The economist Marcel Fratzscher has defended Economics Minister Robert Habeck against the accusation that he had galloped with his talk show statement on the risk of insolvency in the energy crisis. “I do not understand the criticism of Minister of Economics Habeck’s statements on bankruptcies, because they are correct,” wrote the President of the German Institute for Economic Research (DIW) on Twitter on Wednesday evening.

When asked on Tuesday evening on the ARD program “Maischberger” whether he was expecting a wave of bankruptcies at the end of this winter, Habeck replied: “No, I don’t. I can imagine that certain industries will simply stop producing for the time being. “Habeck gave flower shops, organic shops and bakeries as an example because they “rely on people spending money”. “Then they are not automatically insolvent, but they may stop selling,” says Habeck. That had earned him the accusation that he had no idea.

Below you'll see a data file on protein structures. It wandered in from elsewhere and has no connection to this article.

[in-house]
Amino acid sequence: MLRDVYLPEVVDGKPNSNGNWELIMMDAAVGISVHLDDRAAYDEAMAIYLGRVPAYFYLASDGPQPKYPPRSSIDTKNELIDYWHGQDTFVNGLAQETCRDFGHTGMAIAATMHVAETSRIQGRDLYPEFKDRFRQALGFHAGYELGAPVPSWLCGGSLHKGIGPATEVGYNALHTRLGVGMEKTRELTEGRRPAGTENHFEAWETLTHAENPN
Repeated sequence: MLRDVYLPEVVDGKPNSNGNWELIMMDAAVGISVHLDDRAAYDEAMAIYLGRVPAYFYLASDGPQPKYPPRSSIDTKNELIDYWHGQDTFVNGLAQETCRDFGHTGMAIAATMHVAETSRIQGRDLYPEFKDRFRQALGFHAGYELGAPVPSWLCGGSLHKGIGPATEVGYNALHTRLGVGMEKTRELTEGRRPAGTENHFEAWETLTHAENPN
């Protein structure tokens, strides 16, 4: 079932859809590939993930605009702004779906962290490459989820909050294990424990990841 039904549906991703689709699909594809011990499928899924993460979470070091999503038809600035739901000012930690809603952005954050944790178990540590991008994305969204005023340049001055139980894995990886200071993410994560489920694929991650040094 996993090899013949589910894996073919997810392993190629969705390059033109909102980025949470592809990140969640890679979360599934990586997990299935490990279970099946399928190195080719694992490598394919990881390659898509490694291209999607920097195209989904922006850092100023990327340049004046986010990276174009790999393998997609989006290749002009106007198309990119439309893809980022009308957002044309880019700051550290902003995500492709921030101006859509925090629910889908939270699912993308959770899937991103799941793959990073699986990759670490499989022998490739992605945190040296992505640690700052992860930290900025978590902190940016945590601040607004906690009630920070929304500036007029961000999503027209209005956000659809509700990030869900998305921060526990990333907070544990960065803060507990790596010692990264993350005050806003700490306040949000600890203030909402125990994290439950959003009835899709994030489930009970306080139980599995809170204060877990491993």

Fratzscher gave two examples where companies cannot produce without necessarily becoming insolvent. “Some hotels will have to close in winter because there are no customers (many people will travel less because they have higher costs for their basic services) and costs are increasing massively (e.g. energy). Temporary closures are not uncommon in the industry,” he wrote. And: “If there is a gas shortage, a number of energy-intensive companies will be forced to shut down production. The state will only be able to do this if it sufficiently compensates the companies so that they can open again in the future.”

What Habeck said is therefore correct. “One could only criticize that he didn’t talk about the state measures that apply in such cases. But given the current uncertainty, it is wise not to do so,” Fratzscher wrote.